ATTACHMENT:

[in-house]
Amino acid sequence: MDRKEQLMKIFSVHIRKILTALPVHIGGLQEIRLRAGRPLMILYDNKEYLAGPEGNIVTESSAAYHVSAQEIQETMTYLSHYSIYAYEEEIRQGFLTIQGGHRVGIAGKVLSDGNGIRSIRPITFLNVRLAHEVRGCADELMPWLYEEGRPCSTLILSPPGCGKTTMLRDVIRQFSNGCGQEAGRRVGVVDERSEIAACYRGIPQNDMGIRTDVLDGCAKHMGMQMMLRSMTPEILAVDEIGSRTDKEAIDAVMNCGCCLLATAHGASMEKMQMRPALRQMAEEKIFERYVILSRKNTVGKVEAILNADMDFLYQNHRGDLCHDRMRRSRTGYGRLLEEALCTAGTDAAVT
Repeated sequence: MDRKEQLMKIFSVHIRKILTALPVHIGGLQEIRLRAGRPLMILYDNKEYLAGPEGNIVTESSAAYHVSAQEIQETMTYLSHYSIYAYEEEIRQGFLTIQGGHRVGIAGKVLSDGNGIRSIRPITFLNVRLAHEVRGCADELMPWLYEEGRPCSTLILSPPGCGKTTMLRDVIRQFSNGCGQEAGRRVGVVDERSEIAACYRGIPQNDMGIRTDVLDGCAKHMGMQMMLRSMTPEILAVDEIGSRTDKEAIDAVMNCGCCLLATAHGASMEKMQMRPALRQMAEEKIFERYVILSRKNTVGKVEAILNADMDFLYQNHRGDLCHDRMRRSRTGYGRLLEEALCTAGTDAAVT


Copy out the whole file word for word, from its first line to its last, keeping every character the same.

[in-house]
Amino acid sequence: MDRKEQLMKIFSVHIRKILTALPVHIGGLQEIRLRAGRPLMILYDNKEYLAGPEGNIVTESSAAYHVSAQEIQETMTYLSHYSIYAYEEEIRQGFLTIQGGHRVGIAGKVLSDGNGIRSIRPITFLNVRLAHEVRGCADELMPWLYEEGRPCSTLILSPPGCGKTTMLRDVIRQFSNGCGQEAGRRVGVVDERSEIAACYRGIPQNDMGIRTDVLDGCAKHMGMQMMLRSMTPEILAVDEIGSRTDKEAIDAVMNCGCCLLATAHGASMEKMQMRPALRQMAEEKIFERYVILSRKNTVGKVEAILNADMDFLYQNHRGDLCHDRMRRSRTGYGRLLEEALCTAGTDAAVT
Repeated sequence: MDRKEQLMKIFSVHIRKILTALPVHIGGLQEIRLRAGRPLMILYDNKEYLAGPEGNIVTESSAAYHVSAQEIQETMTYLSHYSIYAYEEEIRQGFLTIQGGHRVGIAGKVLSDGNGIRSIRPITFLNVRLAHEVRGCADELMPWLYEEGRPCSTLILSPPGCGKTTMLRDVIRQFSNGCGQEAGRRVGVVDERSEIAACYRGIPQNDMGIRTDVLDGCAKHMGMQMMLRSMTPEILAVDEIGSRTDKEAIDAVMNCGCCLLATAHGASMEKMQMRPALRQMAEEKIFERYVILSRKNTVGKVEAILNADMDFLYQNHRGDLCHDRMRRSRTGYGRLLEEALCTAGTDAAVT